*PC = Parks Canada
Source: CICH graphic created using data adapted from the Canadian Wildfire Information System of Natural Resources Canada. http://cwfis.cfs.nrcan.gc.ca/report/graphs#gr1 – accessed March 8th, 2017.
In 2016 there were 975 wildfires in British Columbia – the 10-year average for that provinces was 1,634. In 2016 there were 1,246 wildfires in Alberta and the 10-year average was 1,383.
It is expected that in Canada’s forests, the incidence of wildfire will increase as the temperature rises and the amount of precipitation lessens.1
1Berry, P., Clarke, K., Fleury, M.D. and Parker, S. (2014): Human Health; In Canada in a Changing Climate: Sector Perspectives on Impacts and Adaptation, (ed.) F.J. Warren and D.S. Lemmen; Government of Canada, Ottawa, ON, p. 191-232. http://publications.gc.ca/collections/collection_2008/hc-sc/H128-1-08-528E.pdf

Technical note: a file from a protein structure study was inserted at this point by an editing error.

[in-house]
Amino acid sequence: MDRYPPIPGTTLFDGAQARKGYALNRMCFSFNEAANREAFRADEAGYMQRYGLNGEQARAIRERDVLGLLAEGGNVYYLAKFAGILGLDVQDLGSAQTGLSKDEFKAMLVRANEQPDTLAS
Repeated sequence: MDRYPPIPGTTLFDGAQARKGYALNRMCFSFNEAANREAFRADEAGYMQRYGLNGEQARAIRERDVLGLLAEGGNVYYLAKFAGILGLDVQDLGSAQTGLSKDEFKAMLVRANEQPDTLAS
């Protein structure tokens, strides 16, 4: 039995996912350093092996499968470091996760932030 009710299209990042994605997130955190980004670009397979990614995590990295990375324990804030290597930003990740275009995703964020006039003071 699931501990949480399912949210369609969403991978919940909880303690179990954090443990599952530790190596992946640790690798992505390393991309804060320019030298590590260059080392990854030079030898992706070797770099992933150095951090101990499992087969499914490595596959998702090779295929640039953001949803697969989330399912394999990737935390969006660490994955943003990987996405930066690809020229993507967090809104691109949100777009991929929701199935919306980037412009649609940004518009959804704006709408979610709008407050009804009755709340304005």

Wildfires can cause health problems, including smoke inhalation, respiratory tract burns, dehydration, and heat exhaustion due to the release of a large quantity of particulate matter. Children are especially vulnerable to respiratory illness and eye irritation.2
Infant mortality rates are associated with wildfires due to the increased risk of cardiovascular and respiratory disease.3
2Kunzli, N., Avol, E., Wu., J., Gauderman, W.J., Rappaport, E., Millstein, J., et al. (2006). Health Effects of the 2003 Southern California Wildfires on Children. Am J Respir Crit Care Med, 174: 1221-1228., as cited in Sheffield, P.E., & Landrigan, P.J. (2011). Global Climate Change and Children’s Health: Threats and Strategies for Prevention. Environ Health Perspect, 119: 291-298. doi: 10.1289/ehp.1002233
3Robinson, B., & Alatas, M.F., Robertson, A., & Steer, H. (2011). Natural Disasters and the lung. Respirology, 16 (3). 386-395, as cited in Berry et al., (2011), above.